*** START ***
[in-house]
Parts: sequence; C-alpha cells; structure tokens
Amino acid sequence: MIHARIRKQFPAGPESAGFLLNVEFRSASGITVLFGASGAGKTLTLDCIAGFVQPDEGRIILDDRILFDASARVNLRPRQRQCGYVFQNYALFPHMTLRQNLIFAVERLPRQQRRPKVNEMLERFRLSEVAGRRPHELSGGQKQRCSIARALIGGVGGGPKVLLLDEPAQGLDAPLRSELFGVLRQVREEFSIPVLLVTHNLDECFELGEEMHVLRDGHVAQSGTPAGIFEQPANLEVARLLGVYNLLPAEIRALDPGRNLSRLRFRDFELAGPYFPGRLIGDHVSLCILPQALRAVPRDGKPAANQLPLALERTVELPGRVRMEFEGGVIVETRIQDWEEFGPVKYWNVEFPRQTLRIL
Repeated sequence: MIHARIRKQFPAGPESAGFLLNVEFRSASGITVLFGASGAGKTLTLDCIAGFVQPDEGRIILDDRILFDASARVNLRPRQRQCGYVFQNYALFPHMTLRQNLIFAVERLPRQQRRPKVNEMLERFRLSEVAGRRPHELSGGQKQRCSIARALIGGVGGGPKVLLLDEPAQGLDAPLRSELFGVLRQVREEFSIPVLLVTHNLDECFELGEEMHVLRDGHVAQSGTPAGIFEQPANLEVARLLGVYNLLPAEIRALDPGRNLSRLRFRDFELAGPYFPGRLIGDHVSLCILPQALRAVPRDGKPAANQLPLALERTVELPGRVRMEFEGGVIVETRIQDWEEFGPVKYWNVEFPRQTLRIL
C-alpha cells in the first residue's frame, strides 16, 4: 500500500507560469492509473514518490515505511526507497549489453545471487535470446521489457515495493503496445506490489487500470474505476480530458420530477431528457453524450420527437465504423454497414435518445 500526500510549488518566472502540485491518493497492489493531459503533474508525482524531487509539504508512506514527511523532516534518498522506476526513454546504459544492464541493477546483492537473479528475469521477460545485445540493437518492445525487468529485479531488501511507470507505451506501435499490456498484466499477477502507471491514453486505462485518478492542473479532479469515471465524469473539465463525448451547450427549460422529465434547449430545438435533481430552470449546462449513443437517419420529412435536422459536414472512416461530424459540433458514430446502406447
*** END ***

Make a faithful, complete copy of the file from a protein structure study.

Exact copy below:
[in-house]
Parts: sequence; C-alpha cells; structure tokens
Amino acid sequence: MIHARIRKQFPAGPESAGFLLNVEFRSASGITVLFGASGAGKTLTLDCIAGFVQPDEGRIILDDRILFDASARVNLRPRQRQCGYVFQNYALFPHMTLRQNLIFAVERLPRQQRRPKVNEMLERFRLSEVAGRRPHELSGGQKQRCSIARALIGGVGGGPKVLLLDEPAQGLDAPLRSELFGVLRQVREEFSIPVLLVTHNLDECFELGEEMHVLRDGHVAQSGTPAGIFEQPANLEVARLLGVYNLLPAEIRALDPGRNLSRLRFRDFELAGPYFPGRLIGDHVSLCILPQALRAVPRDGKPAANQLPLALERTVELPGRVRMEFEGGVIVETRIQDWEEFGPVKYWNVEFPRQTLRIL
Repeated sequence: MIHARIRKQFPAGPESAGFLLNVEFRSASGITVLFGASGAGKTLTLDCIAGFVQPDEGRIILDDRILFDASARVNLRPRQRQCGYVFQNYALFPHMTLRQNLIFAVERLPRQQRRPKVNEMLERFRLSEVAGRRPHELSGGQKQRCSIARALIGGVGGGPKVLLLDEPAQGLDAPLRSELFGVLRQVREEFSIPVLLVTHNLDECFELGEEMHVLRDGHVAQSGTPAGIFEQPANLEVARLLGVYNLLPAEIRALDPGRNLSRLRFRDFELAGPYFPGRLIGDHVSLCILPQALRAVPRDGKPAANQLPLALERTVELPGRVRMEFEGGVIVETRIQDWEEFGPVKYWNVEFPRQTLRIL
C-alpha cells in the first residue's frame, strides 16, 4: 500500500507560469492509473514518490515505511526507497549489453545471487535470446521489457515495493503496445506490489487500470474505476480530458420530477431528457453524450420527437465504423454497414435518445 500526500510549488518566472502540485491518493497492489493531459503533474508525482524531487509539504508512506514527511523532516534518498522506476526513454546504459544492464541493477546483492537473479528475469521477460545485445540493437518492445525487468529485479531488501511507470507505451506501435499490456498484466499477477502507471491514453486505462485518478492542473479532479469515471465524469473539465463525448451547450427549460422529465434547449430545438435533481430552470449546462449513443437517419420529412435536422459536414472512416461530424459540433458514430446502406447